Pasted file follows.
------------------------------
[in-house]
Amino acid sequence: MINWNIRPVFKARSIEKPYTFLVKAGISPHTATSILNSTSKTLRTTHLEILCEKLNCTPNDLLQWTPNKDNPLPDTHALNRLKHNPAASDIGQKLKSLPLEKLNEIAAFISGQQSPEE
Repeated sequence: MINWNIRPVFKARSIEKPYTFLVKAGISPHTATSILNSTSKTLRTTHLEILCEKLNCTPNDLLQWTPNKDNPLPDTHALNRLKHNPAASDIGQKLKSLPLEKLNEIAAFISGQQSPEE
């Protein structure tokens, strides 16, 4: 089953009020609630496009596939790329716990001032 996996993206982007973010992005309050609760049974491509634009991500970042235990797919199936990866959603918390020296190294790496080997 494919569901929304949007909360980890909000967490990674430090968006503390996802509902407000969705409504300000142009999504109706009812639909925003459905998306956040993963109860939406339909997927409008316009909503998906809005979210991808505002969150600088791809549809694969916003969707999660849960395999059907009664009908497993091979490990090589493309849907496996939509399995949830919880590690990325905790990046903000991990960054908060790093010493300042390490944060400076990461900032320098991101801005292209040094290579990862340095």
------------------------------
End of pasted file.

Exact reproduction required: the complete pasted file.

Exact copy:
[in-house]
Amino acid sequence: MINWNIRPVFKARSIEKPYTFLVKAGISPHTATSILNSTSKTLRTTHLEILCEKLNCTPNDLLQWTPNKDNPLPDTHALNRLKHNPAASDIGQKLKSLPLEKLNEIAAFISGQQSPEE
Repeated sequence: MINWNIRPVFKARSIEKPYTFLVKAGISPHTATSILNSTSKTLRTTHLEILCEKLNCTPNDLLQWTPNKDNPLPDTHALNRLKHNPAASDIGQKLKSLPLEKLNEIAAFISGQQSPEE
């Protein structure tokens, strides 16, 4: 089953009020609630496009596939790329716990001032 996996993206982007973010992005309050609760049974491509634009991500970042235990797919199936990866959603918390020296190294790496080997 494919569901929304949007909360980890909000967490990674430090968006503390996802509902407000969705409504300000142009999504109706009812639909925003459905998306956040993963109860939406339909997927409008316009909503998906809005979210991808505002969150600088791809549809694969916003969707999660849960395999059907009664009908497993091979490990090589493309849907496996939509399995949830919880590690990325905790990046903000991990960054908060790093010493300042390490944060400076990461900032320098991101801005292209040094290579990862340095």